"I don't sit down for a big lunch meal. I graze lightly throughout the day."

Dinner
"My big meal is dinner. My wife is an amazing cook. We have anything from vegan enchiladas and burritos to burgers. We do eat a lot of Mexican food."

Supplements
"Protein powder or supplements are not a big part of my routine. I'm not worried about not meeting my nutritional needs," Roll said. "I take a B12 supplement, which is the only supplement I take."
Case Closed.
rich2.jpg
 
A

Anonymous

Guest
..."Every vegetarian waiter I've worked with is brought down by any rumor of a cold."... A. Bourdain

Story of vegan ultra-athlete Rich Roll;
"One night, shortly before I turned 40, I became out of breath from a simple flight of stairs when I was going to bed. I had to pause, I was winded, there was tightening in my chest, sweat on my brow. I feared I was on the precipice of having a heart attack.

"Heart disease runs in my family. It's a terrifying ailment.

"That was when I knew. It was my second rock bottom. That thrust me into this new phase of trying to find a way to eat and live that would be alignment with my higher self and my healthiest self."

After trying a range of diets over the course of the next year, Roll finally came across a wholefood vegan diet.
"It changed everything. I had so much energy all of a sudden. I actually wanted to take care of myself. I wanted to exercise," Roll explained.

"About 10 to 14 days into eating a completely wholefood plant-based diet, I realised how different it was to everything else I tried. It revitalised me like no other way of eating. I wanted to feel this way all the time."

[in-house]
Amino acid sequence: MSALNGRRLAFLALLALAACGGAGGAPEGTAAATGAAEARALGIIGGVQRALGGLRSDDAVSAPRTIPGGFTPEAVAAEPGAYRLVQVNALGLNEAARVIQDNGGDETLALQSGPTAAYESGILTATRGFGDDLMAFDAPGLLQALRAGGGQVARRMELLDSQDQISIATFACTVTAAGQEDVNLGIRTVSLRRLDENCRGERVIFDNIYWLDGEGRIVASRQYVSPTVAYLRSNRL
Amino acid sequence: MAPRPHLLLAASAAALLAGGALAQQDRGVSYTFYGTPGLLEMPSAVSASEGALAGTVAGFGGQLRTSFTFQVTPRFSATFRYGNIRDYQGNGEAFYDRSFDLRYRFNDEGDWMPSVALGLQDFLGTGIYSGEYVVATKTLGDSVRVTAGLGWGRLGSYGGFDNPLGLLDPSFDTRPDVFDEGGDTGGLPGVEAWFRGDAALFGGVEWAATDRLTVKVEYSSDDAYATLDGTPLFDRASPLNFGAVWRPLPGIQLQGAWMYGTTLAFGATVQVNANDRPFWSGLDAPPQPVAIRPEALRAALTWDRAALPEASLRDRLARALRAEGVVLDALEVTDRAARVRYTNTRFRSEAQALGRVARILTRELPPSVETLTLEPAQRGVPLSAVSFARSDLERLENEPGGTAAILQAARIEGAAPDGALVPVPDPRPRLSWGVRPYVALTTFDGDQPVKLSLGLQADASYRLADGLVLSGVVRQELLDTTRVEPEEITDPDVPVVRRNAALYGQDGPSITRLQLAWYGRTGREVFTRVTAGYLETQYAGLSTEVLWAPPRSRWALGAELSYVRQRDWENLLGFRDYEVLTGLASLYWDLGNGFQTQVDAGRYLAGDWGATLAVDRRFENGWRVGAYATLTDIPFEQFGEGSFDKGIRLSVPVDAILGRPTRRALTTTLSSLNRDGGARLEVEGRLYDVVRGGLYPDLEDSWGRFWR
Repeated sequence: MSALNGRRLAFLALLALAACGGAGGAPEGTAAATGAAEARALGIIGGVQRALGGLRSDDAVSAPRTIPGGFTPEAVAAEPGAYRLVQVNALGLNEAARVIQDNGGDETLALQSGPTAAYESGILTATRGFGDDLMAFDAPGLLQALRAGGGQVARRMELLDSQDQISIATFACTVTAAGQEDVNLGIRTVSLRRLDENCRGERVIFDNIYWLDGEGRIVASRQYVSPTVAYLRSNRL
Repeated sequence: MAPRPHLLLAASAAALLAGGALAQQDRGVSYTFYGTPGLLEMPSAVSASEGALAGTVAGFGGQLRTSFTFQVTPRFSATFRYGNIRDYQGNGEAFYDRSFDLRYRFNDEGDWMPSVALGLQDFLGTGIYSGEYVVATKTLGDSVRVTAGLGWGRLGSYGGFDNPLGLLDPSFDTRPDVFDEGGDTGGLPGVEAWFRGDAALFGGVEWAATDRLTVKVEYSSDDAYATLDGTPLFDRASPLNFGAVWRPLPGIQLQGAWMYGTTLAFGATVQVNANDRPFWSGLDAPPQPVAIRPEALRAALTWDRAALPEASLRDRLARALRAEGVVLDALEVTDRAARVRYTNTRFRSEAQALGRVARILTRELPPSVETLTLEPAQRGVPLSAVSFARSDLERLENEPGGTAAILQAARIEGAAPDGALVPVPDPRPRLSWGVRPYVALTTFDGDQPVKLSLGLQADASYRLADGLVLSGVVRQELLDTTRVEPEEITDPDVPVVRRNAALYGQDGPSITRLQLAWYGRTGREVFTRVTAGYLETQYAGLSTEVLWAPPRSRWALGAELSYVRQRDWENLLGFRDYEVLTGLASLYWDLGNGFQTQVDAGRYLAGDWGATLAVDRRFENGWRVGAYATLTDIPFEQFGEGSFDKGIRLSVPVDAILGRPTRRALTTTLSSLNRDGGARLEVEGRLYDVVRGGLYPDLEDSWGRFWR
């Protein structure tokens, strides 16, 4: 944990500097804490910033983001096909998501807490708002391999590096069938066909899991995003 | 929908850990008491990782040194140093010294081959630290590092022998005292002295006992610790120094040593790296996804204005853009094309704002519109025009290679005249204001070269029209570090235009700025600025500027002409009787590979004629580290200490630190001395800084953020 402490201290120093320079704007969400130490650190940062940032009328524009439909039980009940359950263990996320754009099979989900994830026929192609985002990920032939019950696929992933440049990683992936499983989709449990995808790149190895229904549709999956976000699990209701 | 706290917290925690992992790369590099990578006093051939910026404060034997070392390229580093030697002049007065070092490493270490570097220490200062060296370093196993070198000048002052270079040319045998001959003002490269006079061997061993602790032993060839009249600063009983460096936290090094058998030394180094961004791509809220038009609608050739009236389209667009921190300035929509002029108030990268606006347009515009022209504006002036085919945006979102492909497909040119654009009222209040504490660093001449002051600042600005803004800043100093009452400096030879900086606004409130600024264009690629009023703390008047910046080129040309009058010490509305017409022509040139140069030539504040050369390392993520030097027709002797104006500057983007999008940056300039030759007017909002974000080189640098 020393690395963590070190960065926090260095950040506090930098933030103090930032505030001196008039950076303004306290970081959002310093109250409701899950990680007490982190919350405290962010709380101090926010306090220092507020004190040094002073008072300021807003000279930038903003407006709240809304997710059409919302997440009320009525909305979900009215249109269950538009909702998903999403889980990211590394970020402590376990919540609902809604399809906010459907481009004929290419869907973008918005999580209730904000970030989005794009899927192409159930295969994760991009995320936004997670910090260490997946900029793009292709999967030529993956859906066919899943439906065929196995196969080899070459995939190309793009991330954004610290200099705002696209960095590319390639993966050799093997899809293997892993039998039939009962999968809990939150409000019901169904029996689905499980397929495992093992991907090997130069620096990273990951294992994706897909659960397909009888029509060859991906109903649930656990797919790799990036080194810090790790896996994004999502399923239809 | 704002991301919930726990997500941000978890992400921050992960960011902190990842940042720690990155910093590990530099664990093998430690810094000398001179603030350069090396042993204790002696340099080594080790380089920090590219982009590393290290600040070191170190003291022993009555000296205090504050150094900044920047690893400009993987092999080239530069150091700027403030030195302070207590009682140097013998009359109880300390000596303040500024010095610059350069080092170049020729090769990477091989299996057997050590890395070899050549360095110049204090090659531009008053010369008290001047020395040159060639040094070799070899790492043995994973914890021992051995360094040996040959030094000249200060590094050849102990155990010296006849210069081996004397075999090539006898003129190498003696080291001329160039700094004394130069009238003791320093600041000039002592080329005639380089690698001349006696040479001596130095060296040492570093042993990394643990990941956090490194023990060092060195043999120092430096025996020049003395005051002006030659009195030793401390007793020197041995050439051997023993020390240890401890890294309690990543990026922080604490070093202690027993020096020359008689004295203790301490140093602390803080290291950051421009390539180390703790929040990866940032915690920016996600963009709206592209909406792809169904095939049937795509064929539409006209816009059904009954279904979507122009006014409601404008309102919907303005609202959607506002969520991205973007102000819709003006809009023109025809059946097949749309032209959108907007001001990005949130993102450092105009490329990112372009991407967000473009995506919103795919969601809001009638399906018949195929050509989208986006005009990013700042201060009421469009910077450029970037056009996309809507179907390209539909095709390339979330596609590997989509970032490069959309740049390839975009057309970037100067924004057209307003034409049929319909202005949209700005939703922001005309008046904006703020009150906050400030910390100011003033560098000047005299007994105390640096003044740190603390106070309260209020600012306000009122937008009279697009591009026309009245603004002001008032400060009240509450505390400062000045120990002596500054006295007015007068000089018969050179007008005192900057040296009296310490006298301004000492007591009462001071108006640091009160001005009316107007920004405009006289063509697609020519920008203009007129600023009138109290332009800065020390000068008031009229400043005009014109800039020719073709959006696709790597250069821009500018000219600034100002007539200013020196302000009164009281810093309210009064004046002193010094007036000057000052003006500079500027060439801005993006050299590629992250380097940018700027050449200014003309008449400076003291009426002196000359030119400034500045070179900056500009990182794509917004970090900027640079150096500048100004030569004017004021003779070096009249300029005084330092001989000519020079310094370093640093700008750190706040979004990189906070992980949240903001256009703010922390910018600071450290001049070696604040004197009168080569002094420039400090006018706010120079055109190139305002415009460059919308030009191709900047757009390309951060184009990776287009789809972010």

It was then that Roll became more educated about the benefits of a wholefood plant-based diet. He enlisted the help of an old swimming friend, who acted as a mentor to help make the transition so that he could do so responsibly and intelligently with the right tools.

As Roll became fitter, stronger and lost 22kg, becoming an ultra-athlete was almost a natural progression.

"I wasn't intent on becoming a competitive athlete in my 40s, but with every consecutive week that went by, I was getting fitter and stronger, and I became amazed at the resilience of the human body," Roll said.

"That got me interested in testing the outer limits of my own potential and, ultimately, that's what attracted me to the world of ultra endurance and the races I compete in."
Roll began to train for the Ultraman race, a three-day invite-only double Ironman distance triathlon which circumnavigates the Big Island of Hawaii. In 2008, with only six months of training, Rich achieved the second fastest swim time and finished 11th overall in the event.

"I've raced in the Ultraman a couple of times. In 2009, I had a 10-minute lead on the first day and suffered a terrible bike accident on the second day that took me out of contention and had me benched for an hour. Ultimately I did finish the race and came sixth place overall. I haven't won that race but it was my best performance."

Fast-forward to now. Roll is now 51, still a vegan and ultra endurance athlete, and a best-selling author.

"I've been doing it for 10 years now and I don't know if there's anything in my life that's the same, except that I'm married to the same woman," Roll said.

"I don't practise law anymore. My life is about health and wellness and all these things I would never have imagined.

"There's nothing that's not improved or impacted positively and significantly by living this life. My plant-based diet is what propelled me, what made me capable of doing what I did.